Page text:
What is it about?

This paper investigates the pressures on the UK and the USA to devalue their currencies against gold, respectively, in 1931 and 1933. We calculate time-series of realignment expectations for the pound and the dollar. Amongst our findings are that expectations are quite well explained by fundamental economic variables - output, inflation and money supplies. The implication is drawn that macroeconomic events, some of them directly or indirectly under the influence of the authorities, were in part responsible eventually for jolting the UK and the USA off the gold standard. Furthermore, quantitative evidence is presented supporting the view that Federal Reserve monetary policy was constrained by international considerations. That is to say, the Great Depression in the US was not the fault of the Federal Reserve as some economists have claimed.

Featured Image

Why is it important?

This piece of economic history strongly relates to present day choices over monetary regimes. A recurring refrain in US Republican circles since at least the Reagan years is that the US should return to the gold standard. This paper shows why this could be a disastrous choice. During the interwar period and up to the abandonment of the gold standard by the UK in 1931 and by the US in 1933 the respective central banks were hemmed in by the links to gold. Monetary expansion aimed at relieving rising unemployment and slowing economic growth quickly ran up against capital outflows and weakening currencies, so much so that the central banks had to curtail their low interest rate policies. Devotion to the gold standard is shown to be clearly implicated as a cause of the Great Depression.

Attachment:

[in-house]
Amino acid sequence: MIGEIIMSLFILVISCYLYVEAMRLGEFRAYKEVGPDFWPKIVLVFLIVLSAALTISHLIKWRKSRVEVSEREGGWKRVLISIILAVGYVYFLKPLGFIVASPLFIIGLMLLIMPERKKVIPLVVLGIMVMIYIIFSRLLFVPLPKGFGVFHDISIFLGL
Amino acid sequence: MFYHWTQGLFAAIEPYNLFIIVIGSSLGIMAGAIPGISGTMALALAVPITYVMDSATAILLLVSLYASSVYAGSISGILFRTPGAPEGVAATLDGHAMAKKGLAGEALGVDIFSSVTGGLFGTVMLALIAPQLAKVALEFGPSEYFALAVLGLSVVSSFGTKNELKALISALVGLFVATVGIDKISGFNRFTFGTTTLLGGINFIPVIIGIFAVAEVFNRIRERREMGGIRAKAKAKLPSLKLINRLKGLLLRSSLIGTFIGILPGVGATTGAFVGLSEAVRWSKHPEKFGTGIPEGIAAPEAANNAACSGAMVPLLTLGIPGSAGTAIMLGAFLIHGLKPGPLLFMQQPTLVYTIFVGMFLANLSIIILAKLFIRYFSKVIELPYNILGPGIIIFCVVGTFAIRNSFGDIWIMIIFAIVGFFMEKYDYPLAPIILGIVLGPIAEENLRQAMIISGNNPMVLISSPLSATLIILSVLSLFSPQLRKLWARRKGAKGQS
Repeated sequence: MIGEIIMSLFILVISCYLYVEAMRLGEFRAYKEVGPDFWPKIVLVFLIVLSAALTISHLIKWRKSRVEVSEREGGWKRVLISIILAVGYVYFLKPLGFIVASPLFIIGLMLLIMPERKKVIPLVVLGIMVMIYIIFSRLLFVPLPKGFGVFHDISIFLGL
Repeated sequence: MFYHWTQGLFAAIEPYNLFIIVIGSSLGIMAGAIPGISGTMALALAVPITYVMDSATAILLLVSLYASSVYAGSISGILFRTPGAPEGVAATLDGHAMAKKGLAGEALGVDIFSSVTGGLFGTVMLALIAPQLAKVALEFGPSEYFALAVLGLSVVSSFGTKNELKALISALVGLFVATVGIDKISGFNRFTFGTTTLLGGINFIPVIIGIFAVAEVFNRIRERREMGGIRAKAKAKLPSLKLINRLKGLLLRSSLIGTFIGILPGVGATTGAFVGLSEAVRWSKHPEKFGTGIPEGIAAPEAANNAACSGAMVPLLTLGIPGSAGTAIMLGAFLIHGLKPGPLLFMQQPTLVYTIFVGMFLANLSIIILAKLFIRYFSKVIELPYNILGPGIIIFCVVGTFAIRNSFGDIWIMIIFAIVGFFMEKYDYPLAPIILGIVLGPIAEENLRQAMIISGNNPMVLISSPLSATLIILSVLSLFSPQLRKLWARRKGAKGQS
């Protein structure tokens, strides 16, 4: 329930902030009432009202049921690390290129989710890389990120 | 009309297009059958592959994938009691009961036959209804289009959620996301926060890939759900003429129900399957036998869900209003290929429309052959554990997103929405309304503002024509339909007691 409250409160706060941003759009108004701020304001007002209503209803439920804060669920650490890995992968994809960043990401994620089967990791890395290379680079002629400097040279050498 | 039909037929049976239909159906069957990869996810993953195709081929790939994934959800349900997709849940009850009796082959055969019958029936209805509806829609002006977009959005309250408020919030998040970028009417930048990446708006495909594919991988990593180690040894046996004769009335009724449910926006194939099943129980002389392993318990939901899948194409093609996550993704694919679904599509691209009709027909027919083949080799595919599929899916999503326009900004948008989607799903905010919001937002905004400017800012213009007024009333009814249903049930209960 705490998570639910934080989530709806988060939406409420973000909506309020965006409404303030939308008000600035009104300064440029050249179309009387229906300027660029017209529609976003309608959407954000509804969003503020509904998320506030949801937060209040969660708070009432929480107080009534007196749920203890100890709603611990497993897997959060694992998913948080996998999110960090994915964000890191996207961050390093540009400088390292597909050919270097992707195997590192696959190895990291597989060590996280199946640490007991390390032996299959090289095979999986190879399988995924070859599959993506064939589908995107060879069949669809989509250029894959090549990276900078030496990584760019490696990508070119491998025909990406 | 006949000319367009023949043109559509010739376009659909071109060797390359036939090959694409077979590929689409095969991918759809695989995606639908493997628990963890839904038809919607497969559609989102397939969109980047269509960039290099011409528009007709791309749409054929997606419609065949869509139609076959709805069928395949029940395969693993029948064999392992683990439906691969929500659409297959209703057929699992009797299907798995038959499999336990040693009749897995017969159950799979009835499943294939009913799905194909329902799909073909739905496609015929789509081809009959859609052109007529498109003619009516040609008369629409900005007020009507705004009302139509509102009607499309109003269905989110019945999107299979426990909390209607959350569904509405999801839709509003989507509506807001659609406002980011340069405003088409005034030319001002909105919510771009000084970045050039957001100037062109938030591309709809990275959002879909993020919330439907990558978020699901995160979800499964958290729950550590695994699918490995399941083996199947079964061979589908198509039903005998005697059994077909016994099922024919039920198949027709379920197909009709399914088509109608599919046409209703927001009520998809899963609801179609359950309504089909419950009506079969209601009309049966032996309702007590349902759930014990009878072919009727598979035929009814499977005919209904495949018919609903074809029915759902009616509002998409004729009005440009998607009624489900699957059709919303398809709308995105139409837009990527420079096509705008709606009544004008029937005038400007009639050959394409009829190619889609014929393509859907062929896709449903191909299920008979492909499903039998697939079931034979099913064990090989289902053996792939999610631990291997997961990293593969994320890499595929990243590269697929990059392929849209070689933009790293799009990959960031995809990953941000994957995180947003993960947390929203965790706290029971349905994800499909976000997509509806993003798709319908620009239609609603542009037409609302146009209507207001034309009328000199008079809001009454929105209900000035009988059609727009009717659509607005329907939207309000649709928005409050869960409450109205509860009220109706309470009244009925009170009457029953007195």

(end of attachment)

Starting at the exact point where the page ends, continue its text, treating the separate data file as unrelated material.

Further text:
This paper, coauthored with Ronald MacDonald and Ian W. Marsh, is part of a trilogy of papers on monetary history. The other two examine, respectively, the monetary forces that nearly knocked the US off the gold standard in 1896 and the more political-increased military spending forces that did knock France off gold in 1936. The main conclusion to be drawn from these works is that the gold standard imposes harsh constrains on national policies and, that when the going gets tough, either the gold standard or other national interests have to be abandoned.

Paul Hallwood
University of Connecticut

Read the Original

This page is a summary of: Crash! Expectational Aspects of the Departures of the United Kingdom and the United States from the Inter-War Gold Standard, Explorations in Economic History, April 1997, Elsevier,
DOI: 10.1006/exeh.1997.0668.
You can read the full text:



The following have contributed to this page